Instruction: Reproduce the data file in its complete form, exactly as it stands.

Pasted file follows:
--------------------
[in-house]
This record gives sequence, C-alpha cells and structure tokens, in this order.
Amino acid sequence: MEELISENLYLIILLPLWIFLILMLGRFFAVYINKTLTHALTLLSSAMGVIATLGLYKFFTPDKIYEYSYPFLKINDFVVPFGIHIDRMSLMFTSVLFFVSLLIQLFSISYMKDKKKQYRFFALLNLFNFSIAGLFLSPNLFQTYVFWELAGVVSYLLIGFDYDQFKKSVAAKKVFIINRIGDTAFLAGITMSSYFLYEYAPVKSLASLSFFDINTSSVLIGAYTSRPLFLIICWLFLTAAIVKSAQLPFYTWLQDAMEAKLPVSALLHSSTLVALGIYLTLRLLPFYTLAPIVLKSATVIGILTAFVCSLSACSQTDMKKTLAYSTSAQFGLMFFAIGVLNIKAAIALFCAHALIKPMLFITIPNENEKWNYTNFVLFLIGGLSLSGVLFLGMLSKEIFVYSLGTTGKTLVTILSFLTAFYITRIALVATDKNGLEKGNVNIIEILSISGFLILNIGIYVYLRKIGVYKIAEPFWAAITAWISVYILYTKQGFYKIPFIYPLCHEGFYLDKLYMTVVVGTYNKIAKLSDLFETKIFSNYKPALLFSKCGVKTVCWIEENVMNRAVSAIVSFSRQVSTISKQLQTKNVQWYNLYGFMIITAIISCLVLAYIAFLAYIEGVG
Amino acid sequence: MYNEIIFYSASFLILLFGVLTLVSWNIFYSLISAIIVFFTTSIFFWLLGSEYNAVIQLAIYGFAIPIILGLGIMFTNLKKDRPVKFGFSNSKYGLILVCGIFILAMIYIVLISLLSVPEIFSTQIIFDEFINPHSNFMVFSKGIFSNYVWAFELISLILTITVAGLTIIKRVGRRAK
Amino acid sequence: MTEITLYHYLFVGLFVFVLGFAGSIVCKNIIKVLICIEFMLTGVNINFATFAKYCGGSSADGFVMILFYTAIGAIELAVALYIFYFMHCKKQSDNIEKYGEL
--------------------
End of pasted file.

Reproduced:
[in-house]
This record gives sequence, C-alpha cells and structure tokens, in this order.
Amino acid sequence: MEELISENLYLIILLPLWIFLILMLGRFFAVYINKTLTHALTLLSSAMGVIATLGLYKFFTPDKIYEYSYPFLKINDFVVPFGIHIDRMSLMFTSVLFFVSLLIQLFSISYMKDKKKQYRFFALLNLFNFSIAGLFLSPNLFQTYVFWELAGVVSYLLIGFDYDQFKKSVAAKKVFIINRIGDTAFLAGITMSSYFLYEYAPVKSLASLSFFDINTSSVLIGAYTSRPLFLIICWLFLTAAIVKSAQLPFYTWLQDAMEAKLPVSALLHSSTLVALGIYLTLRLLPFYTLAPIVLKSATVIGILTAFVCSLSACSQTDMKKTLAYSTSAQFGLMFFAIGVLNIKAAIALFCAHALIKPMLFITIPNENEKWNYTNFVLFLIGGLSLSGVLFLGMLSKEIFVYSLGTTGKTLVTILSFLTAFYITRIALVATDKNGLEKGNVNIIEILSISGFLILNIGIYVYLRKIGVYKIAEPFWAAITAWISVYILYTKQGFYKIPFIYPLCHEGFYLDKLYMTVVVGTYNKIAKLSDLFETKIFSNYKPALLFSKCGVKTVCWIEENVMNRAVSAIVSFSRQVSTISKQLQTKNVQWYNLYGFMIITAIISCLVLAYIAFLAYIEGVG
Amino acid sequence: MYNEIIFYSASFLILLFGVLTLVSWNIFYSLISAIIVFFTTSIFFWLLGSEYNAVIQLAIYGFAIPIILGLGIMFTNLKKDRPVKFGFSNSKYGLILVCGIFILAMIYIVLISLLSVPEIFSTQIIFDEFINPHSNFMVFSKGIFSNYVWAFELISLILTITVAGLTIIKRVGRRAK
Amino acid sequence: MTEITLYHYLFVGLFVFVLGFAGSIVCKNIIKVLICIEFMLTGVNINFATFAKYCGGSSADGFVMILFYTAIGAIELAVALYIFYFMHCKKQSDNIEKYGEL